The driver signs in at security, explains who his entourage is – me, my host and a photographer. The courier rings through to the customer but there is no reply however he’s sure that he will be in. We walk to flats which takes about 10 minutes, picking up a very inquisitive security guard along the way.
We arrive at the lifts which thankfully are working and proceed to the 9th floor. We ring the bell and the customer is somewhat surprised to see us as he only placed his order at 6 pm the night before. The item is handed over and the customer signs the PDA to confirm receipt. He tells us that the service from Flipkart has always been good although he does occasionally buy from Amazon and Snapdeal, their main competitors.
Having returned to the entrance to the compound we say our farewells to the courier who has at least another 30 deliveries to make on his first round, some of which will include cash on delivery payments, and make our way to the Flipkart Fulfilment Centre (FC).
As expected the traffic is horrendous and we take ages getting to FC.
On arrival we sign in, as we have done at each of the previous Flipkart locations and before entering the warehouse we handover mobile phones and are searched before meeting the FC manager.
We go to the conference room and are briefed on the operation. Over 200,000 square feet of warehousing with, on average 800 contract staff and 77 Flipkart employees. The warehouse operates 21 hours per day. This is one of 14 FCs throughout India.
We then walk past seven large studios where product shoots are taking place – unfortunately no models this morning apart from a few fridge-freezers.
The warehouse has three mezzanine floors with different products at each level.
At inbound, products are unloaded manually and sent for Quality control, checking and labelling. Then they use system directed put-away to locate the items in the most appropriate location. The picking is done by zone with pickers taking up to 12 orders at a time out with them on their hand-held units. Pickers use wheeled trolleys with baskets to pick into. They are currently contemplating the introduction of roller skates to speed up the process! Once picked the single line orders are sent to a checking area and then on to packing.
Multi-line orders are sent to a consolidation area and then on to checking and packing. They have an error rate of 20 items per million.
One interesting challenge is the fact that shoes and books must never be packaged together.
The orders are passed through to the despatch hub where they are sorted for onward delivery to the transport hubs.
The amount of technology utilised was a welcome surprise and the in-house developed system coped well with the 40,000 average orders received per day.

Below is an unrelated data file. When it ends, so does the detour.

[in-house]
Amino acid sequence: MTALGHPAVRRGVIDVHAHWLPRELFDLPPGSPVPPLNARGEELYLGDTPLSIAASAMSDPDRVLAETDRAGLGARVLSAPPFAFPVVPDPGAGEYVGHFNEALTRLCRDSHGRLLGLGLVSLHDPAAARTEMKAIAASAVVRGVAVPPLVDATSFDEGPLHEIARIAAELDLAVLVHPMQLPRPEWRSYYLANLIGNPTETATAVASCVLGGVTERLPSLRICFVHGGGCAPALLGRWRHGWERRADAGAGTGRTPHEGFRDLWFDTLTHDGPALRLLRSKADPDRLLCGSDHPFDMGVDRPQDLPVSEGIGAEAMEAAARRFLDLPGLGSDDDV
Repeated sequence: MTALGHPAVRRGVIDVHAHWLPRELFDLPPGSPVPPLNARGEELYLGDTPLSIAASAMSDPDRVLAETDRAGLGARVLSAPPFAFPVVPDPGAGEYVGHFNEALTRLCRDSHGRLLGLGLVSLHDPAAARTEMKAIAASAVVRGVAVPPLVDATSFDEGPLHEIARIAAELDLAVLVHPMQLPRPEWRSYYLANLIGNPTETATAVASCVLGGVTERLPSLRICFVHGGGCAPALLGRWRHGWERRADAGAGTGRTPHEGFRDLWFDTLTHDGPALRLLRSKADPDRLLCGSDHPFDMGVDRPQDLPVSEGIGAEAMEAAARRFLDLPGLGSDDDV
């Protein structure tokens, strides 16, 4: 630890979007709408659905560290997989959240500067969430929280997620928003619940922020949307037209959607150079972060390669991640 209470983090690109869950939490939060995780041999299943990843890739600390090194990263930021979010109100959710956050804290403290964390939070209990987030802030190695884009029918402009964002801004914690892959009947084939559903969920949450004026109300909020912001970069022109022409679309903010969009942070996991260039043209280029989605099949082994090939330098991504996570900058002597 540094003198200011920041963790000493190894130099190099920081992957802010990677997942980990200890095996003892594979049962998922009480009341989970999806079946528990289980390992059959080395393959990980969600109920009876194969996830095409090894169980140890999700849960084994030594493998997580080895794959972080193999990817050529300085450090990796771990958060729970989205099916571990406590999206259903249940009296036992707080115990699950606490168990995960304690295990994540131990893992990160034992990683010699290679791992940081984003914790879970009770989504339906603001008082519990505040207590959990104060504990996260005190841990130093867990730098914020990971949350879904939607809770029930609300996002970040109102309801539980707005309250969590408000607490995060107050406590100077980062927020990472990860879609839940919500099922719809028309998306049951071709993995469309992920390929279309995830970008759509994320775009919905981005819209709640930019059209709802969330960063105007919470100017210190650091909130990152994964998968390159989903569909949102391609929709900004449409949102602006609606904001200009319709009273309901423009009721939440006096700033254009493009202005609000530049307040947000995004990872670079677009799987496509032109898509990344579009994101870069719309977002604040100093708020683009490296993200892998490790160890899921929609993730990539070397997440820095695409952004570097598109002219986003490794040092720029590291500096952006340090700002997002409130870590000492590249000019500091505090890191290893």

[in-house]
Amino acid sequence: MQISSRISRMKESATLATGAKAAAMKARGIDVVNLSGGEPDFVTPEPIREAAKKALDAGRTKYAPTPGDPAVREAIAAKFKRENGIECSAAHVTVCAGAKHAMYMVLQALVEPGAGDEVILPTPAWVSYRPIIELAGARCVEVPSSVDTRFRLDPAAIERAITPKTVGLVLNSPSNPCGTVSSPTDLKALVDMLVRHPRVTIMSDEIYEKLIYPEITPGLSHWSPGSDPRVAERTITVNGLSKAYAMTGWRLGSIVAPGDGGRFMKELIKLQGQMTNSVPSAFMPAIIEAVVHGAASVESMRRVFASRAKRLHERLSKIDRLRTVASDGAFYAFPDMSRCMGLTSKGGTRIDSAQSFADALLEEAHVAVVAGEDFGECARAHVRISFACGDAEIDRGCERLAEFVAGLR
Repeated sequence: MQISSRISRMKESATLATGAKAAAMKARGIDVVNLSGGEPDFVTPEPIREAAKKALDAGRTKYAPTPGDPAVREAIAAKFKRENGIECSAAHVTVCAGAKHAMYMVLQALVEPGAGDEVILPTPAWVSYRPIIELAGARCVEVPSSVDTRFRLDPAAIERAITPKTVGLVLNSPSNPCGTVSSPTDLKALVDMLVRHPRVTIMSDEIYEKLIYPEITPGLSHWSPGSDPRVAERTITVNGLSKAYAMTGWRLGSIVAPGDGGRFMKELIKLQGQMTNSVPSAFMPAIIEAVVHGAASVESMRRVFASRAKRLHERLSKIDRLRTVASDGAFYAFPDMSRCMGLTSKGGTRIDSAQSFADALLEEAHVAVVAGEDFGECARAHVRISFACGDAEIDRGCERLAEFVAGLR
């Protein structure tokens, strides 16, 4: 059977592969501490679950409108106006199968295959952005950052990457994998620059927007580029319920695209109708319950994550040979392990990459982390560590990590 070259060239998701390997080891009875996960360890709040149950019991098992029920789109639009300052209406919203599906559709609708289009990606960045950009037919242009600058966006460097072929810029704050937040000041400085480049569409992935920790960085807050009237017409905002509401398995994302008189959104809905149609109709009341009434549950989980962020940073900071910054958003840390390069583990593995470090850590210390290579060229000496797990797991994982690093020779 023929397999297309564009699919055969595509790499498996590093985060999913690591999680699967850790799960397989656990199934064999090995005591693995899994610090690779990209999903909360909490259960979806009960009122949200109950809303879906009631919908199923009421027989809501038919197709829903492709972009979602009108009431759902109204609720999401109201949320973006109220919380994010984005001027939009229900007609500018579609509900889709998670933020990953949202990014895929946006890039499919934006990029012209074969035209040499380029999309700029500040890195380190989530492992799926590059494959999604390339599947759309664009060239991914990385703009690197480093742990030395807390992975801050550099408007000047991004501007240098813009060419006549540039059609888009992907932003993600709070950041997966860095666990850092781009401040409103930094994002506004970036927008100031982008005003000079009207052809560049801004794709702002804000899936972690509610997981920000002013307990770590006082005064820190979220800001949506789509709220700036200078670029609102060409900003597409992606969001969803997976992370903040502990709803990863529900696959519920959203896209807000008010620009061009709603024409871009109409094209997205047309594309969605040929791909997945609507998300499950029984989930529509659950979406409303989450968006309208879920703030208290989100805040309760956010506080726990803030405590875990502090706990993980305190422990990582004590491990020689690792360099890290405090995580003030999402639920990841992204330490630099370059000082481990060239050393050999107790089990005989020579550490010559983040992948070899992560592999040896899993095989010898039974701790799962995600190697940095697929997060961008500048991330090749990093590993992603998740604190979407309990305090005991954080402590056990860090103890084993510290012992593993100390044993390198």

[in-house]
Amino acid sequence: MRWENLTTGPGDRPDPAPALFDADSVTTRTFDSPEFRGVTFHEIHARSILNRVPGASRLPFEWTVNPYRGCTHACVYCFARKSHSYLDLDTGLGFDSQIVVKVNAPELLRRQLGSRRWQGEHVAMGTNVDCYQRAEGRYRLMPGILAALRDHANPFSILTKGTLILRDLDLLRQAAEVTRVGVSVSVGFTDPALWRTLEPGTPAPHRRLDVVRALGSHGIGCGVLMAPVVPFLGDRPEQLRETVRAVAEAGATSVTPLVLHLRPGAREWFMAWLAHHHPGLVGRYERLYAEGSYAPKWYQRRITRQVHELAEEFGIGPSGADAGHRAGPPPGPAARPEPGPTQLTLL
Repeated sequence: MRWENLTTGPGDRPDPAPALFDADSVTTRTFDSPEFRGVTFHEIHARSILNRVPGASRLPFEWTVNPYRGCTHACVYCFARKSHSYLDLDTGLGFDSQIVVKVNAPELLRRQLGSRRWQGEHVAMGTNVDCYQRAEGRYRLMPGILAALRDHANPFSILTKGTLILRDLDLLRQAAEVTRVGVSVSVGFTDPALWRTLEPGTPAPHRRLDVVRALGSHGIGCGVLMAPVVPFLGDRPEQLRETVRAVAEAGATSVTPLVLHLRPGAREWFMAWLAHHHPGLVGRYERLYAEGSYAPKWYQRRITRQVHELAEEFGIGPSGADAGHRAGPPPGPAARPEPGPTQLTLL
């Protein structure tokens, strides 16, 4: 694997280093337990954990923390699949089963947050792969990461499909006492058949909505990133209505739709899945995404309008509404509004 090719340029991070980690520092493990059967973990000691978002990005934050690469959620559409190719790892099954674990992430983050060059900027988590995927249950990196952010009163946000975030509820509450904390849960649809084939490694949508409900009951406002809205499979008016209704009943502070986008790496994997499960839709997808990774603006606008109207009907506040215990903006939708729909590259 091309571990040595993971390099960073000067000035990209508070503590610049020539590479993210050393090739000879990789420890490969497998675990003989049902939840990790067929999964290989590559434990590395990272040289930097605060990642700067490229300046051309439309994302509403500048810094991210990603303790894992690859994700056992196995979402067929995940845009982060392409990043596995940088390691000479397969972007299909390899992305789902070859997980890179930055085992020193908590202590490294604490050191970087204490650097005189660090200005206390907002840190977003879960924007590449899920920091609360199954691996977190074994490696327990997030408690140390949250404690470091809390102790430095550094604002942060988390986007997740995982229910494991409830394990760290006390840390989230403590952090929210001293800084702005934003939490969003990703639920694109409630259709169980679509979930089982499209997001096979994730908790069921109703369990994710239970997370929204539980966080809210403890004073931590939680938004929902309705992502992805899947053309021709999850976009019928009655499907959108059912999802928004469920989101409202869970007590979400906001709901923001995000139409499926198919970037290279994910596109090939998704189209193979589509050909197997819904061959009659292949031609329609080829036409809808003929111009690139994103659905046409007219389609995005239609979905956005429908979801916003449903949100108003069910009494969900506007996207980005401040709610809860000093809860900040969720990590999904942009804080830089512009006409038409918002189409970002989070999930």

On leaving the warehouse we are all searched again, removing our shoes and socks ensuring we haven’t secreted any phones, sim cards or other valuable items about our person.
The next visit is across the road to the Myntra warehouse. A similar size operation however with more fashion products and therefore some garment rails amongst the shelving.
This time we have to deposit not only our phones but also watches and jewellery.
We are briefed by the FC manager and then shown around the facility. A similar set up to the Flipkart FC although this time we see that they are preparing for a large sale and the inbound area is pretty full.
Every item received is counted, sorted, quality checked and labelled. Each item not only has a product code but also a unique ID number to allow for traceability. All new products are photographed and dimensions recorded.
Myntra also zone and cluster pick, utilising scanners which not only have a product code and description but also a photograph of the product. Single items are sent directly to the packing benches which have CCTV cameras to ensure both security and the ability to allow investigation at a later stage if an incorrect delivery has occurred.
As a young and forward thinking company Myntra has recently been trialling both put to light for their order consolidation and vision systems for order picking. The competition for on-line customers is ramping up with Amazon purported to be investing $3 million in India and therefore companies such as Flipkart and Myntra must also innovate to stay ahead of the competition.
Having spent time with their management teams I have no doubt that they will succeed and the introduction of their Supply Chain Academy, called Flipskool, will lead to further enhancements and will equip the managers with the skills to compete at the highest level.
Flipskool is also open to other companies operating within India who have a requirement for high class Supply Chain training.
My final two days were spent running a two-day workshop on Warehouse Management for their staff on behalf of the Chartered Institute of Logistics and Transport (CILT).
A thoroughly enjoyable week!
Recently I was invited to spend some time with Flipkart and its sister company Myntra in Bangalore.